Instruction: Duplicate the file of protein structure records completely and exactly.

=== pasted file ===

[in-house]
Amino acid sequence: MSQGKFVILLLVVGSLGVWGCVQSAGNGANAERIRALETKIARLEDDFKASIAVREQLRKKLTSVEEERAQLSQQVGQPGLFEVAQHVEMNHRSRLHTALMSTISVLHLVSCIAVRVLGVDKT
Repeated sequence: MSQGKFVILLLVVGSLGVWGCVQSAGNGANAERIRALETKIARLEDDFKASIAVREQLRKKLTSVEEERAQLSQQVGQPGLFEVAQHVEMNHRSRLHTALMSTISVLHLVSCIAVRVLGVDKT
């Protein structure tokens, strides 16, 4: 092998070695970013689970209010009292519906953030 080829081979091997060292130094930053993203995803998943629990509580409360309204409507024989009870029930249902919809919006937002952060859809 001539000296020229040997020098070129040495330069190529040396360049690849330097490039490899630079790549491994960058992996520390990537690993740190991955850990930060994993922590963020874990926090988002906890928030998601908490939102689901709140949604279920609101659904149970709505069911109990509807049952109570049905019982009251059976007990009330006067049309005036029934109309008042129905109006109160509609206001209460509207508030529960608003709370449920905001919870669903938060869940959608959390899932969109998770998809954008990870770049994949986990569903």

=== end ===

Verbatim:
[in-house]
Amino acid sequence: MSQGKFVILLLVVGSLGVWGCVQSAGNGANAERIRALETKIARLEDDFKASIAVREQLRKKLTSVEEERAQLSQQVGQPGLFEVAQHVEMNHRSRLHTALMSTISVLHLVSCIAVRVLGVDKT
Repeated sequence: MSQGKFVILLLVVGSLGVWGCVQSAGNGANAERIRALETKIARLEDDFKASIAVREQLRKKLTSVEEERAQLSQQVGQPGLFEVAQHVEMNHRSRLHTALMSTISVLHLVSCIAVRVLGVDKT
């Protein structure tokens, strides 16, 4: 092998070695970013689970209010009292519906953030 080829081979091997060292130094930053993203995803998943629990509580409360309204409507024989009870029930249902919809919006937002952060859809 001539000296020229040997020098070129040495330069190529040396360049690849330097490039490899630079790549491994960058992996520390990537690993740190991955850990930060994993922590963020874990926090988002906890928030998601908490939102689901709140949604279920609101659904149970709505069911109990509807049952109570049905019982009251059976007990009330006067049309005036029934109309008042129905109006109160509609206001209460509207508030529960608003709370449920905001919870669903938060869940959608959390899932969109998770998809954008990870770049994949986990569903």